I’m at home today, hoping to battle off the sick-ish feeling I’ve had all week: exhaustion, scratchy throat. Not really flat-out with it, but limping along the way we get with the onset of a cold. It’s lots of vitamins here and good food, a sick day from work and hopefully I’m on the right track again by tomorrow.
I’m thinking this morning about a new campaign started by a provincial union called The Ten Percent Shift which is all about pledging publicly to buy local — a shift in itself as the union movement has traditionally run “buy Canadian” and “buy union” campaigns without ever giving the environmental impacts of shipping a second thought. But in keeping with “greening” the labour movement and revitalizing our local communities, CUPE is putting itself out there to encourage shifting 10 percent of our purchases to local goods and services. An admirable goal to encourage, but one that I don’t think goes far enough.
About a year ago now, Brian and I pledged changing some of our consumer habits in order to reduce our own carbon footprint after we read Bill McKibben’s book Eaarth (which presents the need to do so in the most urgent of ways). I’ve always considered myself a somewhat ecological consumer – but the reality is, North American consumer design pretty much works against being so at every turn – and to get out of that trap you’ve got to work at it a little bit.
While we are far from perfect, some of what we’ve elected to do to reduce our carbon footprint in the last year includes:
Over the next year I’d like to work on consuming less overall, canning double the amount of food we did last year, and growing more food as well as getting the honey production started in our backyard. I’d also like to get back to cycling and walking for all local errands rather than getting in the car because I feel pressed for time. When we do consume, I would like it to be from locally-owned business as often as possible – which means paying more for things (Walmart is cheap for a reason – and that reason is usually the tiny fingers of children making your goods) and buying less of them.
I get the ten percent shift though, because for a lot of people moving away from Walmart, Costco, Safeway, IKEA, and other convenient and cheap retailers is inconceivable. How do we get buy without uber-cheap food and goods given that wages are generally low and the cost of living so high in areas like housing? To which the answer for each of us is to look at how we consume. Do we need so much? Do we throw out a lot of the cheap food we do buy? (Stats say yes, that Americans and Canadians throw out on average 50% of the food they purchase because they won’t eat leftovers or let food go bad before using it). Is it possible to purchase items second-hand rather than new?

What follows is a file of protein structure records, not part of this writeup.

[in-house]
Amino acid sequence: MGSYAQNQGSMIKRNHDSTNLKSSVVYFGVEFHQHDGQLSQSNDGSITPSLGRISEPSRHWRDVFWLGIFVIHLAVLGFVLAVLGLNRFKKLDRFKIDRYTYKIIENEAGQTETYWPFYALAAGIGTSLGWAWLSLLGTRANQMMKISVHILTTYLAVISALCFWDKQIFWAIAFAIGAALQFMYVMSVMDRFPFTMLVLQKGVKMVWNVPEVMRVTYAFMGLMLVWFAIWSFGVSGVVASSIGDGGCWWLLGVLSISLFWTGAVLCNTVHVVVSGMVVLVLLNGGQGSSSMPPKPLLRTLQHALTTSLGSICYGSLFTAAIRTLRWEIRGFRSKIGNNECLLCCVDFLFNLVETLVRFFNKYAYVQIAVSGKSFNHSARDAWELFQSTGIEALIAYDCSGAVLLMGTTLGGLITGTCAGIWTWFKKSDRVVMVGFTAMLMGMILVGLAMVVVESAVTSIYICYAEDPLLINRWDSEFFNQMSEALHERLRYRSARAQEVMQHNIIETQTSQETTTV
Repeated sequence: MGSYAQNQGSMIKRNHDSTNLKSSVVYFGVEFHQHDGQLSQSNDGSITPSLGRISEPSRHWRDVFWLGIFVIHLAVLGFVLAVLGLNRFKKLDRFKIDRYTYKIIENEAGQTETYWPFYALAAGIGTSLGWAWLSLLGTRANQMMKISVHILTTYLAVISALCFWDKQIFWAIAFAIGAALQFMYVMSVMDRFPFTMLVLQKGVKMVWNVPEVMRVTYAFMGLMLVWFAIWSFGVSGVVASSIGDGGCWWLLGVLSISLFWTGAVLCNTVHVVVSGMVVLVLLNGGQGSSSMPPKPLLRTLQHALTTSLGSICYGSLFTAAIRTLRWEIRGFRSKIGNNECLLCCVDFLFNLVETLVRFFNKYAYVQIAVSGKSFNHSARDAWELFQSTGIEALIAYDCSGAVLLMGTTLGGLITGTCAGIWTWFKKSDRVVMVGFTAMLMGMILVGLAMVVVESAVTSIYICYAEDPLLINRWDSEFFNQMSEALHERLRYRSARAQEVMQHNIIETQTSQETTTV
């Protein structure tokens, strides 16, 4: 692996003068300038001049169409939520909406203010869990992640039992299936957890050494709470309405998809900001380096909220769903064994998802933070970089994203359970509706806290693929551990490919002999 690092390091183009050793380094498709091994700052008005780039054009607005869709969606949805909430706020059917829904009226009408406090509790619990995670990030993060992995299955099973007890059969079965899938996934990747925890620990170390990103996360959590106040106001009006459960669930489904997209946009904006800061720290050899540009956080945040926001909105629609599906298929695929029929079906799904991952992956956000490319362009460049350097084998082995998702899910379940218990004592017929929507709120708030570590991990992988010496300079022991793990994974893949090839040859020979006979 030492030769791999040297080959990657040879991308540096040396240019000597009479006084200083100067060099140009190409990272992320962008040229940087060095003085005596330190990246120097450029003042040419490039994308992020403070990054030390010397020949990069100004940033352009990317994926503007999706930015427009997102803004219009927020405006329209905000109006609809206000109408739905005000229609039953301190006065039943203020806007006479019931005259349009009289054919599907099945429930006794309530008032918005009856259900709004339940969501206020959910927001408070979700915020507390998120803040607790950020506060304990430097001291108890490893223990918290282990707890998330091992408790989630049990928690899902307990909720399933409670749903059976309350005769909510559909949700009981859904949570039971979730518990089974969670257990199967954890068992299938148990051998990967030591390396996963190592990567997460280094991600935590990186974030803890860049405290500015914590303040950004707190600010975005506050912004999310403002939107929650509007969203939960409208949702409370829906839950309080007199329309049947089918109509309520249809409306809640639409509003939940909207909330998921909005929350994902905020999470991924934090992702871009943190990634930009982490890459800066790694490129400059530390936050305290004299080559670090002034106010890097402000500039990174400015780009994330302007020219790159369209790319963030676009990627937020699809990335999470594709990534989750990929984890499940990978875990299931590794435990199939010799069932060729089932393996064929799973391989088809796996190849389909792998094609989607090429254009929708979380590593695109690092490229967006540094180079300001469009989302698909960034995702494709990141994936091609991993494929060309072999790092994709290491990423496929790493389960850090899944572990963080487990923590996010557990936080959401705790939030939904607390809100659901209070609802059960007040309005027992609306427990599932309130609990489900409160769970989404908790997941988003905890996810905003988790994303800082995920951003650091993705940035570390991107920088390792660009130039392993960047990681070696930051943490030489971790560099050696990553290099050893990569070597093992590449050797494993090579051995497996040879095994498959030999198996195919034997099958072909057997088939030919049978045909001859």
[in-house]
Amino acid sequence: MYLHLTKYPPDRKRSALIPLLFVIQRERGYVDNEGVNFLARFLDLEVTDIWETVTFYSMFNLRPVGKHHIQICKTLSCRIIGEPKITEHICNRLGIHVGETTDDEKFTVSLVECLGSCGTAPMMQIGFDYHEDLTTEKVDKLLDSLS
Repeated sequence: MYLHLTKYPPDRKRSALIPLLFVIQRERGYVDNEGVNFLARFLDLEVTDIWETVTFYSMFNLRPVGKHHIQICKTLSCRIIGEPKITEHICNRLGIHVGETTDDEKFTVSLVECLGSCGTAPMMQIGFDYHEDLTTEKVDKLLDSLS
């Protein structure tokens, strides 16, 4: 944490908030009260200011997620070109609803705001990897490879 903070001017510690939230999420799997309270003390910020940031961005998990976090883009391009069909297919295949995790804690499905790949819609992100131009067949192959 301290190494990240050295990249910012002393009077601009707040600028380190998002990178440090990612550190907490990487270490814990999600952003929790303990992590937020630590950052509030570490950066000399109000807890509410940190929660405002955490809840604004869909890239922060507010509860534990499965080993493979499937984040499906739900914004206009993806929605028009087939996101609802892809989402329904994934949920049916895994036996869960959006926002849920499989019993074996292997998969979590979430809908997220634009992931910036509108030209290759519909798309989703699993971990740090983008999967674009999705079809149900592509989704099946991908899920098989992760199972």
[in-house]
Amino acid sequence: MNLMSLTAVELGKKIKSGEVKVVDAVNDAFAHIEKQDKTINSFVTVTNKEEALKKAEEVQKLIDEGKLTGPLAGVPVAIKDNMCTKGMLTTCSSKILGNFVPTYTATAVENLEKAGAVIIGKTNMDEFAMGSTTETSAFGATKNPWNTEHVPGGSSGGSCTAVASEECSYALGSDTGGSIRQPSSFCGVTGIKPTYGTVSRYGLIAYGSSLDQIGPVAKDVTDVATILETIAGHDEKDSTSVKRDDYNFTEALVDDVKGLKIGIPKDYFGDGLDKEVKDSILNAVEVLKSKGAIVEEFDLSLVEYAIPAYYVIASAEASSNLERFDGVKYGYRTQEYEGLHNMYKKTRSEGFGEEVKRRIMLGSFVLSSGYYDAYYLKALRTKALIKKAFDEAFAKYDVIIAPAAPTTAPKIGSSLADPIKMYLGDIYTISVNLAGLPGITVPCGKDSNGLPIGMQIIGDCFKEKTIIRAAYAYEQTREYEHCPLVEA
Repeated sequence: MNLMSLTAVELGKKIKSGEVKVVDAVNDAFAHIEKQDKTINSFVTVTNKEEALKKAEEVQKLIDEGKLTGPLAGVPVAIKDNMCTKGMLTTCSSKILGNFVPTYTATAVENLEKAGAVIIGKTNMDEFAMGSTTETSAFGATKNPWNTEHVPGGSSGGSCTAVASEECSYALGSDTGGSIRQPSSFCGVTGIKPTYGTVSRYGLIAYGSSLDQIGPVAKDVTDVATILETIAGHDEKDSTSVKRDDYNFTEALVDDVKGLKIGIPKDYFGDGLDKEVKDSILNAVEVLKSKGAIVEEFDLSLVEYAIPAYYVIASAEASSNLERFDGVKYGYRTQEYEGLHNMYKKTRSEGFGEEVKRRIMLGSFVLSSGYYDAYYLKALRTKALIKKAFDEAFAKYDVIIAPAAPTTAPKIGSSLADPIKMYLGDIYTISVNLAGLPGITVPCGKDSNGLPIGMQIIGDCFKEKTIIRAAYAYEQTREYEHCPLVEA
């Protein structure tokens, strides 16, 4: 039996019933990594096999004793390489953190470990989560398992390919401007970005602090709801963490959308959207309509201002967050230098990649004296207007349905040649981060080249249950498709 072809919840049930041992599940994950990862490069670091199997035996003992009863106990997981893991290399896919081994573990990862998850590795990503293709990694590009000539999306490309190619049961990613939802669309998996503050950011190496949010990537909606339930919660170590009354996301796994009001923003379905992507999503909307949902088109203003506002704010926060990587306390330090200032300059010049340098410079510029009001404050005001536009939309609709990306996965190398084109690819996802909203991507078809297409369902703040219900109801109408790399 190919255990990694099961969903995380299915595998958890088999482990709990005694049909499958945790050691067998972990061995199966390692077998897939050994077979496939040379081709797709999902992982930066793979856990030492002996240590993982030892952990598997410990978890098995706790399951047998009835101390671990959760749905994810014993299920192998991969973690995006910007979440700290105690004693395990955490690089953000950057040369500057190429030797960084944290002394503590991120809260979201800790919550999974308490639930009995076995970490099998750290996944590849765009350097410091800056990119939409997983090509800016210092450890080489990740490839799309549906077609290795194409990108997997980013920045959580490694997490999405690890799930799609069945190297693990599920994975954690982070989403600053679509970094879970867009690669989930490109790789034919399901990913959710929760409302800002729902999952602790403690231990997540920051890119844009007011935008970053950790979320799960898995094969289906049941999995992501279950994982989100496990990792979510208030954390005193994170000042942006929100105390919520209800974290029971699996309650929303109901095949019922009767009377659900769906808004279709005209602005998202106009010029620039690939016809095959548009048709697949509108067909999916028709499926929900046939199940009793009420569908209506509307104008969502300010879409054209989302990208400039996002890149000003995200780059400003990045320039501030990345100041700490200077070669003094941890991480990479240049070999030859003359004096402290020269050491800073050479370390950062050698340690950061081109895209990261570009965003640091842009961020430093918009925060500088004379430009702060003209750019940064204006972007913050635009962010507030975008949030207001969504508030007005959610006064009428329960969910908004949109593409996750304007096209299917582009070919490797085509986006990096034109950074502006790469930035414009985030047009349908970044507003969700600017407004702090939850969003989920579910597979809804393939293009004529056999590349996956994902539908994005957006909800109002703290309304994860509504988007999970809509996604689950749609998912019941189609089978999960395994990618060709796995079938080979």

Really, it’s all in the questions we ask ourselves and how we answer them which gets us to shift any of our lifestyle behaviours. In our household, we have a *long* way to go before I will consider us truly ecological (as evidenced by my Cash Diet post of last week) but for the moment, at least we’re asking the questions and trying to figure out where the answers take us.
Great post! We are working on being greener and more conscious consumers. We did away with our garbage pickup in August and try to recycle most everything. So, when making purchases, packaging is as important as the product.
Need to work on my canning skills. I seem to have this fear that I’m doing something wrong, but what I have canned tastes good. We have been doing an organic garden for several years now. Hopefully by fall we should have a green house done out of mostly recycled materials.
Will be interested in your progress in this lifestyle.
Excellent post! I wish more folks had gardens since this gets them thinking in the frame of mind of feeding themselves and relying less on the big box stores to survive. Once they experience first-hand the rewards of growing their own food, the excitement builds and they conserve in many more ways. The farmer’s markets and CSAs have really taken off in the past few years here… plus it is all SO much more healthy. The children need to be taught this lifestyle in school and from their own homes.
I agree on the gardens – study after study shows that not only do gardens help people shift their thoughts to self-sufficiency, but people who garden eat more vegetables as a result (because you’re not going to grow it and then let it rot, right?). So having a garden = healthier, happier and more self-sufficient. I can not extoll the virtues of veggie gardening enough!
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Those are great ideas on your bullet list. It’s so rewarding picking your own vegetables, especially knowing that there are no chemicals in or on them. Plus you’ll find you have lots extra for families and friends not to mention being able to freeze or can some of them. Go for it!!
It is inspiring to read of your process. Asking questions and thoughtful response is the way to lasting change, at least from my perspective.